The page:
Weekend conference focuses on Catholic approach to HIV and AIDS

by Alice Popovici

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This past weekend, as more than 23,000 scientists, advocates and experts from nearly 200 countries gathered in Washington in anticipation of the International AIDS Conference – the event is being held in the U.S. this week for the first time in 22 years – close to 100 representatives of Catholic organizations met at the Catholic University of America to talk about their work in countries such as India, Myanmar, Burundi and the United Kingdom.

This meeting gave attendees a chance to “share expertise and some good practice models with one another, “said Rev. Msgr. Robert J. Vitillo, special advisor on HIV and AIDS for Caritas Internationalis. Vitillo writes about the AIDS conference here and here.

While some presentations highlighted challenges organizations face in securing funding for their ongoing work, others looked at pastoral and spiritual approaches to caring for people living with HIV and AIDS – a group speaker Vincent Manning referred to as a “fellowship of the weak.

Manning, of United Kingdom faith-based group Positive Catholics, said “stigma and fear produce a silence that isolates and excludes people,” and the aim of the group is “to listen with great care – healing begins when a person feels seen and heard.”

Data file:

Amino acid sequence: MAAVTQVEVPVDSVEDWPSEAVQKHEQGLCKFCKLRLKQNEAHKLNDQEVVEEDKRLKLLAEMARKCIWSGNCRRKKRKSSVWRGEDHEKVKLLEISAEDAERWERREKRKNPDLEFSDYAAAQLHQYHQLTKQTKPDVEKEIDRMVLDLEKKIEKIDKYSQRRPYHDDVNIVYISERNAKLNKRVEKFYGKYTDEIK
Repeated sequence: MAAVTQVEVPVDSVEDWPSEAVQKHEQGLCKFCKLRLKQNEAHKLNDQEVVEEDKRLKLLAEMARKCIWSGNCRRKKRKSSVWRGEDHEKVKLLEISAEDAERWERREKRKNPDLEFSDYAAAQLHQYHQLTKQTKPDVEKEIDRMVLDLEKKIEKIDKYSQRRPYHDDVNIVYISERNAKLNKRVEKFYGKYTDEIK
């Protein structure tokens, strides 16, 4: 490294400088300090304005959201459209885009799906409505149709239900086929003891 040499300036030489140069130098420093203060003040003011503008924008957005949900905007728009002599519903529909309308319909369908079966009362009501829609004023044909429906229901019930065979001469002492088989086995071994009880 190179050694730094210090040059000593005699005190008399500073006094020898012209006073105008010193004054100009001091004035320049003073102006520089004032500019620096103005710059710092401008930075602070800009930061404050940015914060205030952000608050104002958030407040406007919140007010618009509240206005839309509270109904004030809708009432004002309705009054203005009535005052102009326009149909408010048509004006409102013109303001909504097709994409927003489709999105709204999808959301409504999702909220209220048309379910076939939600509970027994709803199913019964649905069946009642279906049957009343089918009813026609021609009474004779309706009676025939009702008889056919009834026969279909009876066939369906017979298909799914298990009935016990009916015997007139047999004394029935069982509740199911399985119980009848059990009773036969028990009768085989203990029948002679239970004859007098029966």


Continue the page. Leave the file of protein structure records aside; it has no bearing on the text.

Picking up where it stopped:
Camillian Fr. Mathew Perumpil, of India, talked about expanding the education program of Sneha Care Home, a Bangalore residential facility for children living with HIV. Many of these children originally came to the home with their mothers, who were HIV-positive, became sick and died.

Perumpil said the program is unique in that it aims to prepare children for the future whereas most residential care programs for children living with HIV follow the “orphanage model,” focusing on medical care rather than “helping children grow into adulthood.””

Also discussed at the pre-conference were the findings of a report titled, “The contribution of Catholic Church-related organizations to the Global Plan towards the Elimination of new HIV infections in children by 2015 and keeping their mothers alive.”

Findings of the report include:

- a lack of funding needed for programs and supplies.

- lack of access to health care and transportation to hospitals and clinics

- a need for “community mobilization” and education to increase awareness of mother-to-child transmission of HIV

- a few Catholic Church-related organizations are working on programs designed to involve men in preventing the transmission of HIV from mother to child

- there is a need to address “social and cultural barriers” to implementation of the Global Plan

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